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Hummingbirds are attracted to red, orange, or yellow tubular flowers. Plant flowers that produce nectar, grow well in your area, and are in bloom when hummingbirds are passing through your region.

There are several families of plants that attract hummingbirds. Some examples include bee balm and giant hyssop from the mint family (Family: Lamiaceae), trumpet creeper and yellow bells from the bignonia family (Family: Bignoniaceae), hollyhock, flowering maple, and rose of sharon from the mallow family (Family: Malvaceae), fuchsias from the evening primrose family (Family: Onagraceae), and desert honeysuckle from the acanthus family (Family: Acanthaceae).

Hang hummingbird feeders near the flowers and prepare a clear sugar water solution of one part table sugar to four parts water. Do not use honey, artificial sweeteners, or red food coloring.

Clean feeders regularly (every three days during hot weather) with hot water and a bottle brush. Do not use soap.

Keep feeders up and clean in the fall for two weeks after you see the last hummingbird.

Hummingbirds are territorial, so try putting up several feeders that are out of sight from each other.

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Pollinator
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The hummingbird, or Trochilidae, family provides vital pollination services to thousands of plant species. Hummingbirds are considered nectarivorous, meaning they feed mostly on plant nectar, although they do eat insects as well. While hummingbirds feed, pollen from flowers stick to the birds' bills and is transferred to the pistils of other flowers. Because of the hummingbird's unique means of flight, it must consume almost twice its body weight in nectar daily and can visit up to 1,500 flowers per day.
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Top Ten Native Hummingbird Plants
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Top Ten Native Hummingbird Plants
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Care of the Operation Ruby Throat website.

See also their page on Landscaping for Hummingbirds.

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Hummingbird
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For other uses, see Hummingbird (disambiguation).

Hummingbirds are birds native to the Americas that constitute the family Trochilidae. They are among the smallest of birds, most species measuring 7.5–13 cm (3–5 in) in length. Indeed, the smallest extant bird species is a hummingbird, the 5 cm (2.0 in) bee hummingbird weighing less than 2.0 g (0.07 oz).

They are known as hummingbirds because of the humming sound created by their beating wings which flap at high frequencies audible to humans. They hover in mid-air at rapid wing-flapping rates, which vary from around 12 beats per second in the largest species, to in excess of 80 in some of the smallest. Of those species that have been measured in wind tunnels, their top speed exceeds 15 m/s (54 km/h; 34 mph) and some species can dive at speeds in excess of 22 m/s (79 km/h; 49 mph).[1][2]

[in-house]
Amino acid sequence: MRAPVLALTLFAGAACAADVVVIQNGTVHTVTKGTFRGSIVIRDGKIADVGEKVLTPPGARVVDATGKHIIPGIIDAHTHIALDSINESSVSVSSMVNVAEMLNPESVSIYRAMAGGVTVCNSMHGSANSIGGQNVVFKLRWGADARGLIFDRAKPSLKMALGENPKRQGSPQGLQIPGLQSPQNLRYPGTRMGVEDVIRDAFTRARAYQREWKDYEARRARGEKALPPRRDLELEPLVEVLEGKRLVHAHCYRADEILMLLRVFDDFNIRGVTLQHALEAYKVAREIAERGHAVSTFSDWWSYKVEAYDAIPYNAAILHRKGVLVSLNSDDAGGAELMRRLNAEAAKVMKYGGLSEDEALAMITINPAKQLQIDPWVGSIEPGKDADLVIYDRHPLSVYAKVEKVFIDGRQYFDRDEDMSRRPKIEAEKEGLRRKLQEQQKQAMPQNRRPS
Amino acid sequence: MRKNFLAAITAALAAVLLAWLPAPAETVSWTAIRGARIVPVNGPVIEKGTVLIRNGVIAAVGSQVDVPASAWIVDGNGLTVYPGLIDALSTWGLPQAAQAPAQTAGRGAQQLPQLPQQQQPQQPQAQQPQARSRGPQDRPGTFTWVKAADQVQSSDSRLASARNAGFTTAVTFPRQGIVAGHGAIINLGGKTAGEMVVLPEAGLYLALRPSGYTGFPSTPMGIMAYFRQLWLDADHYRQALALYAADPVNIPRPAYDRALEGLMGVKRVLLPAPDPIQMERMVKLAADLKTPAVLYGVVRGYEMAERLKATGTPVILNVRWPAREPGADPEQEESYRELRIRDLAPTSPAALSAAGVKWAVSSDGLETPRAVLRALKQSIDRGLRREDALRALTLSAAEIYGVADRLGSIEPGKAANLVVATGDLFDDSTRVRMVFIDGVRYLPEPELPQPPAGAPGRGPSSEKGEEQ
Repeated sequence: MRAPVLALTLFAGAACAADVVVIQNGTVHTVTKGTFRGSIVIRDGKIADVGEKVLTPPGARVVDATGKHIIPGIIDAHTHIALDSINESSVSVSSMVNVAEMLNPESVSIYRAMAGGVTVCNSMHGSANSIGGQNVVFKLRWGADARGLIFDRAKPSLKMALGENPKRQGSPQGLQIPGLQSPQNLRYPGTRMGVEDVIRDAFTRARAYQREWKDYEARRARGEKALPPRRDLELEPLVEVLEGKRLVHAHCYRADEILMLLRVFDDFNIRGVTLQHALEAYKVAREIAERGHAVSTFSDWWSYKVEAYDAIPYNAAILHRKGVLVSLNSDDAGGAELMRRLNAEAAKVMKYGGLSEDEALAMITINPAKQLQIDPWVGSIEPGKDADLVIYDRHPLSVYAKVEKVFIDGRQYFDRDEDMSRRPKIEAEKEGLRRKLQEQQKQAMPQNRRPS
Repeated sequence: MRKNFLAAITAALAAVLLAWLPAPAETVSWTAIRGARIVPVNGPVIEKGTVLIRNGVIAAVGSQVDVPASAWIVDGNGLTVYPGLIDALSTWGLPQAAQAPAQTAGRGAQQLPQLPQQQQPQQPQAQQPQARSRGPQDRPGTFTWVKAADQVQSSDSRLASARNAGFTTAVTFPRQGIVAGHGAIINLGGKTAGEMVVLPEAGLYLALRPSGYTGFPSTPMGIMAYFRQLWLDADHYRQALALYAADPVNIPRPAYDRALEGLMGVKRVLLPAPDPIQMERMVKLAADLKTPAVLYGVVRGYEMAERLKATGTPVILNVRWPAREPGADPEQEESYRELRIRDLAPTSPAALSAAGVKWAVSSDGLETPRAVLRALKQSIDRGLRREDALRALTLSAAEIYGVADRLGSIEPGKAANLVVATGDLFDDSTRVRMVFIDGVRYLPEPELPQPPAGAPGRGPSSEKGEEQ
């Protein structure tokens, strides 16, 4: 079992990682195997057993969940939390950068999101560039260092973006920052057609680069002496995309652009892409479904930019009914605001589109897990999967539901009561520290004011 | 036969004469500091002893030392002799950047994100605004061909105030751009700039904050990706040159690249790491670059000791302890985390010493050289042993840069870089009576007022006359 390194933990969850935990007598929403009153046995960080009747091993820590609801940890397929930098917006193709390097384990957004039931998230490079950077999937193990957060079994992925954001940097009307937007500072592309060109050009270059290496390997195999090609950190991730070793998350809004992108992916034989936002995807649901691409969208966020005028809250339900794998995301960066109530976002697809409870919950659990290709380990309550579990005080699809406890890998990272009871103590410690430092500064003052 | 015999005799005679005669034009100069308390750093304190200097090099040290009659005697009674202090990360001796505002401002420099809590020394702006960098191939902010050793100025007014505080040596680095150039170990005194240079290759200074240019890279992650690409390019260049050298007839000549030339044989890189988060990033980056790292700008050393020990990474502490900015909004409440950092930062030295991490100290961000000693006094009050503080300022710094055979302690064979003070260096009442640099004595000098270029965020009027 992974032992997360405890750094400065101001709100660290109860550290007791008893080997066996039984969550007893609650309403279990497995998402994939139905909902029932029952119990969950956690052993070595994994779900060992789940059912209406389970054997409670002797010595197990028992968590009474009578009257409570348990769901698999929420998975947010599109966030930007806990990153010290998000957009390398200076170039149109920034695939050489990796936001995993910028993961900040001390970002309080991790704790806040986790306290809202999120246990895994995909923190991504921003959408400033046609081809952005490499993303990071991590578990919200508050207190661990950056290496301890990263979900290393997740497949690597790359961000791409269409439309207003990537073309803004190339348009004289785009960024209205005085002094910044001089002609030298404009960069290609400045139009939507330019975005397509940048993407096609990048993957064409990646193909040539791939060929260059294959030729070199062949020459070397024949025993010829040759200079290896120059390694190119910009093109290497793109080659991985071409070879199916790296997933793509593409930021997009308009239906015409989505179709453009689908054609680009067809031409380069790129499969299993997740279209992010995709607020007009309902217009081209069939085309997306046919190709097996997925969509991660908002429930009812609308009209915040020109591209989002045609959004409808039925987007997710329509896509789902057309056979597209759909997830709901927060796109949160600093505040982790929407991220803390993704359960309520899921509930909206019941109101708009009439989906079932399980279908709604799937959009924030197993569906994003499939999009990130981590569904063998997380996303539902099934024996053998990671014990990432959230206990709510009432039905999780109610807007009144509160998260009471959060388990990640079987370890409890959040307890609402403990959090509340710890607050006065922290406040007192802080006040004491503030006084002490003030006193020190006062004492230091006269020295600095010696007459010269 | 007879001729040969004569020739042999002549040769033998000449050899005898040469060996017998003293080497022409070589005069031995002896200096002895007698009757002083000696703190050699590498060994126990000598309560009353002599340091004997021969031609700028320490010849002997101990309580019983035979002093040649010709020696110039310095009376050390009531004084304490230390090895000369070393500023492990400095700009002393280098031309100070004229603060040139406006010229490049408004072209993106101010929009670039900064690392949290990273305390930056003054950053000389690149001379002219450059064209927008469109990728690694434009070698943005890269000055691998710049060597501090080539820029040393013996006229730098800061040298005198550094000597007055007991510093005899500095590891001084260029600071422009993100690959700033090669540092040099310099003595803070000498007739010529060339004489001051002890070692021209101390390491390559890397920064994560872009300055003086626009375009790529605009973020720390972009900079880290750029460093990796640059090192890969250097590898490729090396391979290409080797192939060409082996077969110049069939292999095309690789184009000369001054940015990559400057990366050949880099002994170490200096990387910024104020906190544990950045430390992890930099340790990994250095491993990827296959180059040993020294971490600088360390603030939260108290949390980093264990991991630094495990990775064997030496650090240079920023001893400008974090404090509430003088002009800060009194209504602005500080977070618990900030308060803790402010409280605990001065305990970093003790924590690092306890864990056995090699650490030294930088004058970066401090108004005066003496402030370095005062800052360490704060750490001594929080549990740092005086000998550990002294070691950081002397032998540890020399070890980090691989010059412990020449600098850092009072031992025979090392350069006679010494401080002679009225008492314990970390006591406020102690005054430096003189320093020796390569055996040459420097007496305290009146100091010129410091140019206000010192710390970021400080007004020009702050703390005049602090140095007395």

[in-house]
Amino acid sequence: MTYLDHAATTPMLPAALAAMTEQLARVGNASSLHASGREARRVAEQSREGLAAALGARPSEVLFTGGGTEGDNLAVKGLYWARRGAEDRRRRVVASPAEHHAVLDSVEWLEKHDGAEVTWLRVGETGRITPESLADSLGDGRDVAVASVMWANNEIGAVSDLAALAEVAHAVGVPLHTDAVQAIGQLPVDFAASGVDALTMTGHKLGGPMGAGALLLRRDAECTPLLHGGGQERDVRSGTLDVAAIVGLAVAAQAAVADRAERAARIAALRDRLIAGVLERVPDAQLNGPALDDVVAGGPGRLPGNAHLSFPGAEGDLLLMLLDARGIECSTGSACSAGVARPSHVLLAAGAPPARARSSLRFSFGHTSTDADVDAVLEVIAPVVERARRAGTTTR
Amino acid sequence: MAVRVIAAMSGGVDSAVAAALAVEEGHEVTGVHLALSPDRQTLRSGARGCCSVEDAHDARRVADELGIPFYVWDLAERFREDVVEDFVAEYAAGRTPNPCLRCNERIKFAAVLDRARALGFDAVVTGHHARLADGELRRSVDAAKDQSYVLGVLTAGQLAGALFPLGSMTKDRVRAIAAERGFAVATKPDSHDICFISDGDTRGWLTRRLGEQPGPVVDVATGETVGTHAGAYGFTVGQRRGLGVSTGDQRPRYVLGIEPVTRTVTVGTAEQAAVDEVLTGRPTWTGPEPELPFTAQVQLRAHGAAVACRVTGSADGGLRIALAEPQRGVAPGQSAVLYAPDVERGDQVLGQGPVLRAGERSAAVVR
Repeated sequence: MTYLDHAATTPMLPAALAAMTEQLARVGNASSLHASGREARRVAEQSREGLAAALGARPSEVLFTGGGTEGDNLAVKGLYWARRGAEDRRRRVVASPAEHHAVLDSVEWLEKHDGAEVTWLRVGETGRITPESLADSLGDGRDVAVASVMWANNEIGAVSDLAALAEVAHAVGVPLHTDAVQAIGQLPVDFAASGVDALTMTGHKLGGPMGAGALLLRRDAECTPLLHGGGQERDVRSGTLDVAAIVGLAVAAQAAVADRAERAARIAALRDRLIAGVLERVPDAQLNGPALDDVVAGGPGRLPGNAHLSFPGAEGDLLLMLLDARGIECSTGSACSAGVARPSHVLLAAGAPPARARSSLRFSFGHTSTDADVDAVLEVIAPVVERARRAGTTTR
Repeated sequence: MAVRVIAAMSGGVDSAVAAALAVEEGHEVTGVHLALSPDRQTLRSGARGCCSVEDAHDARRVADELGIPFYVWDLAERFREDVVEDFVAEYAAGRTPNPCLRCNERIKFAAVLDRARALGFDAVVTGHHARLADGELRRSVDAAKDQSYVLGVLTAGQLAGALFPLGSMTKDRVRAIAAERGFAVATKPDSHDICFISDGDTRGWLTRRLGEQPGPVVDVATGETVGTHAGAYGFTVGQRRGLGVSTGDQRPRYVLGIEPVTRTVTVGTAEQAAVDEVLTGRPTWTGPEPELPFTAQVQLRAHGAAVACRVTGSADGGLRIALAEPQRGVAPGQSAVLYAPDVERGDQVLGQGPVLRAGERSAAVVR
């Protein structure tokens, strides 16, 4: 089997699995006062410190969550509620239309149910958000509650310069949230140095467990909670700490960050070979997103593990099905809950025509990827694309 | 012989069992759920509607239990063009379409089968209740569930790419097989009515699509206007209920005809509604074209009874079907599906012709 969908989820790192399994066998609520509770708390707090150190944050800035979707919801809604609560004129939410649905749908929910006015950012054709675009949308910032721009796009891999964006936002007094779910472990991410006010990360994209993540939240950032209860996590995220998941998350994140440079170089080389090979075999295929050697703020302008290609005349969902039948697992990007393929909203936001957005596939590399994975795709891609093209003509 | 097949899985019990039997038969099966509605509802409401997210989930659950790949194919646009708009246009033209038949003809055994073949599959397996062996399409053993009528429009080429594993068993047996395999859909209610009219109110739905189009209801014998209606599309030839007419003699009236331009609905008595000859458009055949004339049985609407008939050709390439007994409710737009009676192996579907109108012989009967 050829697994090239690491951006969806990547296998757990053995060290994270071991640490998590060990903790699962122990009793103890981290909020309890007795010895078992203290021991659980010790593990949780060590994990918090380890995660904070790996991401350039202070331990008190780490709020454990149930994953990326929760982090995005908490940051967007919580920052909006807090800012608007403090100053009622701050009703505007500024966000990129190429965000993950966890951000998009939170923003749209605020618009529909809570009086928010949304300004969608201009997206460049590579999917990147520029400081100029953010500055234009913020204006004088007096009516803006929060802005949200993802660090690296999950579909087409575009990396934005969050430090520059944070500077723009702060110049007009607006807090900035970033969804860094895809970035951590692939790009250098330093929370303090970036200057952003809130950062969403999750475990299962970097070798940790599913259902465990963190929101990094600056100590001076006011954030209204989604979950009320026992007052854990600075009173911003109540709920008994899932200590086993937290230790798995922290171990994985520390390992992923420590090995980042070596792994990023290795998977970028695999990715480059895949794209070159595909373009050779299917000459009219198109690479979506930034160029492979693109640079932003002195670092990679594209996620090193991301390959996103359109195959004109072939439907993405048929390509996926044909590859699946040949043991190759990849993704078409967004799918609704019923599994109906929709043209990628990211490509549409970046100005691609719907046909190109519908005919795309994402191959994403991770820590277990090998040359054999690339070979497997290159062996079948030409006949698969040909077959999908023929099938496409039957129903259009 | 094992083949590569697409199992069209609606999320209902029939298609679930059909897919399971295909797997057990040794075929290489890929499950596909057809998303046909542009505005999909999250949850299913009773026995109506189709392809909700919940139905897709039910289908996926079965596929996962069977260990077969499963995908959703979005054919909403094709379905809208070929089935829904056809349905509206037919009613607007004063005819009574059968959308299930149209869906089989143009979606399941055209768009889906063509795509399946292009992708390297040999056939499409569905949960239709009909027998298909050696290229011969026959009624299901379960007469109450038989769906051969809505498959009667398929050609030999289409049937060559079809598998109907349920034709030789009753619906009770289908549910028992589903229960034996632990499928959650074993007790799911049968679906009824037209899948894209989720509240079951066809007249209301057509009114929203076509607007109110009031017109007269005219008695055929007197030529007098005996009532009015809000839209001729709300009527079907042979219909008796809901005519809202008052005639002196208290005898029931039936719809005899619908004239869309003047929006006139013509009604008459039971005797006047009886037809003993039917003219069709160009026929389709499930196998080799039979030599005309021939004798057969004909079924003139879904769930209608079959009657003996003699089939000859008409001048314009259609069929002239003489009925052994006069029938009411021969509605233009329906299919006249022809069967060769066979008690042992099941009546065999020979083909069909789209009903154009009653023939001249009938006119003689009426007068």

Hummingbirds have the greatest mass-specific metabolic rate of any homeothermic animal.[3] To conserve energy when food is scarce, and nightly when not foraging, they can go into torpor, a state similar to hibernation, slowing metabolic rate to 1/15th of its normal rate.[4]

Evolution

A map of the hummingbird family tree—reconstructed from analysis of 284 of the world's 338 known species—shows rapid diversification from 22 million years ago.[5] Hummingbirds fall into nine main clades, the Topazes, Hermits, Mangoes, Brilliants, Coquettes, Patagona, Mountain Gems, Bees, and Emeralds, defining their relationship to nectar-bearing flowering plants and the birds' continued spread into new geographic areas.[5][6][7][8]

While all hummingbirds depend on flower nectar to fuel their high metabolisms and hovering flight, coordinated changes in flower- and bill shape stimulated the formation of new species of hummingbirds and plants. Due to this exceptional evolutionary pattern, as many as 140 hummingbird species can coexist in a specific region, such as the Andes range.[5]

The hummingbird evolutionary tree shows ancestral hummingbirds splitting from insectivorous swifts (family Apodidae) and treeswifts (family Hemiprocnidae) about 42 million years ago, probably in Eurasia.[5] One key evolutionary factor appears to be an altered taste receptor that enabled hummingbirds to seek nectar.[9] By 22 million years ago the ancestral species of current hummingbirds became established in South America, where environmental conditions stimulated further diversification.[5]

The Andes Mountains appear to be a particularly rich environment for hummingbird evolution because diversification occurred simultaneously with mountain uplift over the past 10 million years.[5] Hummingbirds remain in dynamic diversification inhabiting ecological regions across South America, North America, and the Caribbean, indicating an enlarging evolutionary radiation.[5]

Within the same geographic region, hummingbird clades co-evolved with nectar-bearing plant clades, affecting mechanisms of pollination.[10][11] The same is true for the sword-billed hummingbird (Ensifera ensifera), one of the morphologically most extreme species, and one of its main food plant clades (Passiflora section Tacsonia).[12]

Sexual dimorphisms